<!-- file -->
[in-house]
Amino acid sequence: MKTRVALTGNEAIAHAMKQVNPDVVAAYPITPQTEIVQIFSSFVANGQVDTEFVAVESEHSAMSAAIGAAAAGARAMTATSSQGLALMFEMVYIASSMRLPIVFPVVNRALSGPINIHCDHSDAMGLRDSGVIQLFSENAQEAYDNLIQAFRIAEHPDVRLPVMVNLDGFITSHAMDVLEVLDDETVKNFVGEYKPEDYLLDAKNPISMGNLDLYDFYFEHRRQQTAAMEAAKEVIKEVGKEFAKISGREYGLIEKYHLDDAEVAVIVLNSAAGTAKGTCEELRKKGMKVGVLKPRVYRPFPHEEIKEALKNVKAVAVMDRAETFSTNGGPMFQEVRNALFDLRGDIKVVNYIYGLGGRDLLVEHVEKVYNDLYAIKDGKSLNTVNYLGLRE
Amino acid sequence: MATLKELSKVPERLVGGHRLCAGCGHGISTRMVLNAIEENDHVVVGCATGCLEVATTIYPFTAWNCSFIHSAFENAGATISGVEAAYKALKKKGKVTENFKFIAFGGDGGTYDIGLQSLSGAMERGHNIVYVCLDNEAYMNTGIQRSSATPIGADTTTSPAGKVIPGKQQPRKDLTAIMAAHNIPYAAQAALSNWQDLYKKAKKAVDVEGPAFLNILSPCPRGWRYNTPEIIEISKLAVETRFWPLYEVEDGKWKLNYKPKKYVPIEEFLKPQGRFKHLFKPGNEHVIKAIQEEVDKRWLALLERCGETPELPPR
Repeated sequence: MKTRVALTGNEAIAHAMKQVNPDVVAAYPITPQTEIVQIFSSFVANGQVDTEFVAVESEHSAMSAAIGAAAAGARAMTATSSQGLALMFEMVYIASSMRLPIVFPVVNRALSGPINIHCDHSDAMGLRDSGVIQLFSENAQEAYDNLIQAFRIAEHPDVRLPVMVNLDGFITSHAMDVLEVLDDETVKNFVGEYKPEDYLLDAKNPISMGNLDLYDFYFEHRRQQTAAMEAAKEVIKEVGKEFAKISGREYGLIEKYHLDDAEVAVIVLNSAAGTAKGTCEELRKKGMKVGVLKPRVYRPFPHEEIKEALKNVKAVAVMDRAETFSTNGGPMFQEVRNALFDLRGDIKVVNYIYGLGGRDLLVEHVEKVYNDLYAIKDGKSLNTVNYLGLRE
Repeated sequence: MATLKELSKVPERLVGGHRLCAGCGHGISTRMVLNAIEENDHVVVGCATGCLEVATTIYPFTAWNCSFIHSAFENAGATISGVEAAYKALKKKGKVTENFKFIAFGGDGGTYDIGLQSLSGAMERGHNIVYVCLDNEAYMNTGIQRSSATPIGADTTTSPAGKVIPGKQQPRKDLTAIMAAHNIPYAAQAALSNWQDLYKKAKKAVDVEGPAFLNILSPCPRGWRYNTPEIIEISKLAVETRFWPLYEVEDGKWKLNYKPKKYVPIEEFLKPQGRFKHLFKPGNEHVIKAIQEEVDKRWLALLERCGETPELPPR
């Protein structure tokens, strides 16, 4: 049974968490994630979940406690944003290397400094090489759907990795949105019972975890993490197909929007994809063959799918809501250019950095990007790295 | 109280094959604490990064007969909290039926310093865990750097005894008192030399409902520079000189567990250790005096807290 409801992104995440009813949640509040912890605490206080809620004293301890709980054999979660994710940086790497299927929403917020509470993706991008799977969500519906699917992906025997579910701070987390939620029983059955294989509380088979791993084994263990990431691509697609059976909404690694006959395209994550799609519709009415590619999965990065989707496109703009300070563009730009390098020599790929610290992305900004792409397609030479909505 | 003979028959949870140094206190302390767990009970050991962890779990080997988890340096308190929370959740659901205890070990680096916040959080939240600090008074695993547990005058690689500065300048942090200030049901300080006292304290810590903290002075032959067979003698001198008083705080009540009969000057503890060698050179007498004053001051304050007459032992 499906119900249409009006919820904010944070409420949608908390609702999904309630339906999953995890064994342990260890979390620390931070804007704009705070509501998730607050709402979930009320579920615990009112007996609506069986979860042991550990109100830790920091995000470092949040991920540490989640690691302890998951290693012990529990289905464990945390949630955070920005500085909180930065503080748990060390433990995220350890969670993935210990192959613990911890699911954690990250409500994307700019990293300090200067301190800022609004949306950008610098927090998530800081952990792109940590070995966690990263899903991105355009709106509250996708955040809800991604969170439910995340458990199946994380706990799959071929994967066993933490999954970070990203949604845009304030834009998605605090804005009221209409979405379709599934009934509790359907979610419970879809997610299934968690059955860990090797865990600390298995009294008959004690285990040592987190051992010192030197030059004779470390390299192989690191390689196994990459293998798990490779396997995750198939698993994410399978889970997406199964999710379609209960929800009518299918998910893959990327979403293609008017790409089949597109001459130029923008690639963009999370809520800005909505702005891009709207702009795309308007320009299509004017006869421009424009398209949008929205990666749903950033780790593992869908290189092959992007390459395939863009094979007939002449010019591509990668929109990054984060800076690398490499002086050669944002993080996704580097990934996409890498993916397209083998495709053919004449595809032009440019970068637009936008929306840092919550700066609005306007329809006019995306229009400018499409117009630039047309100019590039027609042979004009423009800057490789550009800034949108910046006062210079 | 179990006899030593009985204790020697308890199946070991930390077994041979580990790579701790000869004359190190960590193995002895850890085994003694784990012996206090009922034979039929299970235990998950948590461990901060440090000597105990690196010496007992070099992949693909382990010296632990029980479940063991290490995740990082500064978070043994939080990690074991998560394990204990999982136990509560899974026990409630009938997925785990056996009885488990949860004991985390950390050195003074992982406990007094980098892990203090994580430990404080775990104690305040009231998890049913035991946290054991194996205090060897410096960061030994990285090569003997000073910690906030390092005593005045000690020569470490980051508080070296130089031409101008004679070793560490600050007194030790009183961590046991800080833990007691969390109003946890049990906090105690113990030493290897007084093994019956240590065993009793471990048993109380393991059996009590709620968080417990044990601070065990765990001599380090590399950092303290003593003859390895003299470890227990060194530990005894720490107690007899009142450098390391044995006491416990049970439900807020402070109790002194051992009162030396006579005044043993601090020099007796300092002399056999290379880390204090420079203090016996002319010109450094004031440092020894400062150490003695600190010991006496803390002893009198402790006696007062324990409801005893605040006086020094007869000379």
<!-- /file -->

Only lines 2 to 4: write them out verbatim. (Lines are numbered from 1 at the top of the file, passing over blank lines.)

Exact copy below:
Amino acid sequence: MKTRVALTGNEAIAHAMKQVNPDVVAAYPITPQTEIVQIFSSFVANGQVDTEFVAVESEHSAMSAAIGAAAAGARAMTATSSQGLALMFEMVYIASSMRLPIVFPVVNRALSGPINIHCDHSDAMGLRDSGVIQLFSENAQEAYDNLIQAFRIAEHPDVRLPVMVNLDGFITSHAMDVLEVLDDETVKNFVGEYKPEDYLLDAKNPISMGNLDLYDFYFEHRRQQTAAMEAAKEVIKEVGKEFAKISGREYGLIEKYHLDDAEVAVIVLNSAAGTAKGTCEELRKKGMKVGVLKPRVYRPFPHEEIKEALKNVKAVAVMDRAETFSTNGGPMFQEVRNALFDLRGDIKVVNYIYGLGGRDLLVEHVEKVYNDLYAIKDGKSLNTVNYLGLRE
Amino acid sequence: MATLKELSKVPERLVGGHRLCAGCGHGISTRMVLNAIEENDHVVVGCATGCLEVATTIYPFTAWNCSFIHSAFENAGATISGVEAAYKALKKKGKVTENFKFIAFGGDGGTYDIGLQSLSGAMERGHNIVYVCLDNEAYMNTGIQRSSATPIGADTTTSPAGKVIPGKQQPRKDLTAIMAAHNIPYAAQAALSNWQDLYKKAKKAVDVEGPAFLNILSPCPRGWRYNTPEIIEISKLAVETRFWPLYEVEDGKWKLNYKPKKYVPIEEFLKPQGRFKHLFKPGNEHVIKAIQEEVDKRWLALLERCGETPELPPR
Repeated sequence: MKTRVALTGNEAIAHAMKQVNPDVVAAYPITPQTEIVQIFSSFVANGQVDTEFVAVESEHSAMSAAIGAAAAGARAMTATSSQGLALMFEMVYIASSMRLPIVFPVVNRALSGPINIHCDHSDAMGLRDSGVIQLFSENAQEAYDNLIQAFRIAEHPDVRLPVMVNLDGFITSHAMDVLEVLDDETVKNFVGEYKPEDYLLDAKNPISMGNLDLYDFYFEHRRQQTAAMEAAKEVIKEVGKEFAKISGREYGLIEKYHLDDAEVAVIVLNSAAGTAKGTCEELRKKGMKVGVLKPRVYRPFPHEEIKEALKNVKAVAVMDRAETFSTNGGPMFQEVRNALFDLRGDIKVVNYIYGLGGRDLLVEHVEKVYNDLYAIKDGKSLNTVNYLGLRE